Eighteen months after its last war with Israel in Gaza, Islamist terror group Hamas has rehabilitated itself and is ready for a fresh round of hostilities, a senior defense official said Friday.
“Hamas in Gaza has recovered, and (its military wing) is ready to confront Israel again if it is asked to do so,” the Israeli official told leaders of local authorities of the Gaza border communities, according to a report on the Ynet news website.
“They have restored their tunnels, rocket firing systems, intelligence gathering operations and observation posts,” he added.
Israeli security officials do not believe that Hamas is currently seeking another major round of conflict with Israel in and around Gaza. Rather, the official said, the terror group is currently seeking to gain control of rival Salafist groups that have launched a number of attacks on Israel from the Palestinian territory in recent months
Earlier this month, Haaretz reported that Hamas is believed to currently have as many terror tunnels reaching under the Gaza border into Israel as before the summer 2014 conflict.
“The reasonable assessment is that the number of tunnels that extend beneath the border (into Israel) is now close to the number prior to (2014’s) Operation Protective Edge,” the Israeli daily reported.
The IDF said it destroyed more than 30 Hamas terror tunnels during the 50-day conflict, about one-third of which extended beneath the Gaza border into Israel, and several of which were used to stage attacks.
Israel has said since the 2014 war that it is seeking technological solutions to the tunnel threat. However, Haaretz reported, the cost of a fence around Gaza that would include a technological defense against the terror tunnels is estimated at some NIS 2.8 billion (some $700 million), and there is no such budgetary allocation in the current defense budget.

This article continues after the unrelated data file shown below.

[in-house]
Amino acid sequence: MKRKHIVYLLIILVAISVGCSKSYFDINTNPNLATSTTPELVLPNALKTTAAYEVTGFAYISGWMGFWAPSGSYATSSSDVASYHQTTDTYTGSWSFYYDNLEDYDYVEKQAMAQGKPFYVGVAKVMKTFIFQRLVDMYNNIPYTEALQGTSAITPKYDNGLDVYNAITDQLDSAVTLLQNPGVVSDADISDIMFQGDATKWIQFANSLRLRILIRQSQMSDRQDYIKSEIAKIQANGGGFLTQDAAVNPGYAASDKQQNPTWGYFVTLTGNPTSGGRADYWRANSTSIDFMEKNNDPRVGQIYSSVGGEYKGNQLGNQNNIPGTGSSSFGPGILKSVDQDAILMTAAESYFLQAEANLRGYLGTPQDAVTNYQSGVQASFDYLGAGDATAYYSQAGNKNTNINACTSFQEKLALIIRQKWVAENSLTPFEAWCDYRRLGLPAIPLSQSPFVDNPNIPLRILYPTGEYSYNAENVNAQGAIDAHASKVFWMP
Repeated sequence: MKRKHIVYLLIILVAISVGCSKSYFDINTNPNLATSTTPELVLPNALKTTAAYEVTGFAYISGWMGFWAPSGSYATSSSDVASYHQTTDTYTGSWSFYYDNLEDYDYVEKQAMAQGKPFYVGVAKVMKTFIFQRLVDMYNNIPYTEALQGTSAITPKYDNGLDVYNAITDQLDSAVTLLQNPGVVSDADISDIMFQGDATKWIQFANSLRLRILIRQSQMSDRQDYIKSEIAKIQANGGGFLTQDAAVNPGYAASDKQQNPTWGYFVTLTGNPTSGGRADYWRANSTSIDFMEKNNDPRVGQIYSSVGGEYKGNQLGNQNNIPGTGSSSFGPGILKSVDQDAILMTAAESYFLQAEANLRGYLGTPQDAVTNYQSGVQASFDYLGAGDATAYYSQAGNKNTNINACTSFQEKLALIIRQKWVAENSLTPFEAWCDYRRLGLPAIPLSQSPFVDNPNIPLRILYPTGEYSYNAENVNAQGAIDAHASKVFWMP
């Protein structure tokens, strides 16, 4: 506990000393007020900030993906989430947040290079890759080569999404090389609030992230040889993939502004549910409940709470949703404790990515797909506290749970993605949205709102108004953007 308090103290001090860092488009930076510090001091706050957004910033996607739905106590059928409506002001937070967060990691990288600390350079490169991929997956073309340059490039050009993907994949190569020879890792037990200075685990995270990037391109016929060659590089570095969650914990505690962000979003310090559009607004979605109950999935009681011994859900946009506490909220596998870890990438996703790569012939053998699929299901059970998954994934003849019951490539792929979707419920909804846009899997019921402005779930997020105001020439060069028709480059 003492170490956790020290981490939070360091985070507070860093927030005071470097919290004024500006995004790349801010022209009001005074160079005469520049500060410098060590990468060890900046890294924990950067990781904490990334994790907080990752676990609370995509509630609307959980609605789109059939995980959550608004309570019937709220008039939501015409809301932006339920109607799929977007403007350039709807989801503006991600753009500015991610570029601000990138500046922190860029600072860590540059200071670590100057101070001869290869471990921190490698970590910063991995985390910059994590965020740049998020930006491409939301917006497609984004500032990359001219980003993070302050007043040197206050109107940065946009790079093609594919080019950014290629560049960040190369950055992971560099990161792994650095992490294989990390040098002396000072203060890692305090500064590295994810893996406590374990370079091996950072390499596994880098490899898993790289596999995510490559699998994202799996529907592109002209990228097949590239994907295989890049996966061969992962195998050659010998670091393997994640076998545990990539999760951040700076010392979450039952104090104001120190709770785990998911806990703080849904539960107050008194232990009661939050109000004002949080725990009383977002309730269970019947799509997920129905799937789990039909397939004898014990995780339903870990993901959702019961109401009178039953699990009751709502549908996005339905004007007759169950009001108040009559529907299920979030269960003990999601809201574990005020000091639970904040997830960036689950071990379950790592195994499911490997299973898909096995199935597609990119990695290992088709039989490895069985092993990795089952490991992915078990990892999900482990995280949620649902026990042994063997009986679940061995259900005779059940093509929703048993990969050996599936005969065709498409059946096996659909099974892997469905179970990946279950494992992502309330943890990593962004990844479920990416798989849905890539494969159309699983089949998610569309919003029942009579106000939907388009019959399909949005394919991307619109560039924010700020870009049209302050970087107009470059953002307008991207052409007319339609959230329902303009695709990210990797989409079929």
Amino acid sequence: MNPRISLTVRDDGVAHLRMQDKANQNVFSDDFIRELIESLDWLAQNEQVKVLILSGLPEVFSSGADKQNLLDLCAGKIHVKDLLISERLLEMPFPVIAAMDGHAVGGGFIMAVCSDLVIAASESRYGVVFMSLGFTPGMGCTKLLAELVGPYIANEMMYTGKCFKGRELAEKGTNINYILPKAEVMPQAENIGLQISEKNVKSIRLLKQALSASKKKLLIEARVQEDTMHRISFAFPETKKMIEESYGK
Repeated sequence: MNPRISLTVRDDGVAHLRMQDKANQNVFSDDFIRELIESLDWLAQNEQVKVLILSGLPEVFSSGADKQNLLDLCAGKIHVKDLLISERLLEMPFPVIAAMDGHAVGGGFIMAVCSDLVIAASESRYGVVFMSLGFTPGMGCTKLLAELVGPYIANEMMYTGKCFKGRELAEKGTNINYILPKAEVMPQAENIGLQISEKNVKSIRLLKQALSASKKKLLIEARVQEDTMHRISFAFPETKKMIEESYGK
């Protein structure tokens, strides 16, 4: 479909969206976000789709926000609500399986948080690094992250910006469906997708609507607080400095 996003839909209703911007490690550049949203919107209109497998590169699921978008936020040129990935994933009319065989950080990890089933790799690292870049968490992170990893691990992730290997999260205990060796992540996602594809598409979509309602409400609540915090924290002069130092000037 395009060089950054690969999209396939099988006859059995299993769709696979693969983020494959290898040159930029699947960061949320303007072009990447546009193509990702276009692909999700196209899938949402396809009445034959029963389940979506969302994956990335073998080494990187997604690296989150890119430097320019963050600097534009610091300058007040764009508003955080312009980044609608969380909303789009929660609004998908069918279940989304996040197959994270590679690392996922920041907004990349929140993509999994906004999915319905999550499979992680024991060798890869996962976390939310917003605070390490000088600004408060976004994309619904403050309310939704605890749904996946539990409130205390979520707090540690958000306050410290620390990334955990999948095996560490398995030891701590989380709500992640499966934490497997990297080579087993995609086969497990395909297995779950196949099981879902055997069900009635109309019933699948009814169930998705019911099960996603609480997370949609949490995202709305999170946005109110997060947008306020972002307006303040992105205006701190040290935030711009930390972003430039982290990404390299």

In August 2015, Hamas released a video apparently showing renewed cross-border tunnel infrastructure in the Gaza Strip as well as a range of military equipment and techniques for targeting IDF forces. That same month, the Shin Bet said that a Hamas tunnel digger nabbed in a joint Shin Bet and police operation had provided a wealth of information on the terror group’s tunnel-digging in the Strip and its strategy for a future conflict with Israel.
A month earlier, The Times of Israel reported that hundreds of workers were digging tunnels in various parts of Gaza, including under the Israeli border, inside the Strip and on the Egyptian border. Some in the Israeli defense establishment, that report said, “have a working assumption that, a year after Operation Protective Edge, it is likely that Hamas already has one or more tunnels crossing the border fence and reaching inside Israel. Hamas is putting an enormous amount of effort, personnel and money into digging with heavy engineering equipment.” However, it added, Hamas was hamstrung by a shortage of some of the materials “vital to the tunnel industry.”
During the 2014 war, Hamas gunmen emerged from the tunnels on several occasions to ambush IDF forces, killing several soldiers. Two months after the war ended, an IDF spokesman said Hamas had planned to use the tunnels for a massive coordinated attack inside Israel. “They planned to send 200 terrorists armed to the teeth toward civilian populations,” Peter Lerner said in October 2014. “This was going to be a coordinated attack. The concept of operations involved 14 offensive tunnels into Israel. With at least 10 men in each tunnel, they would infiltrate and inflict mass casualties.”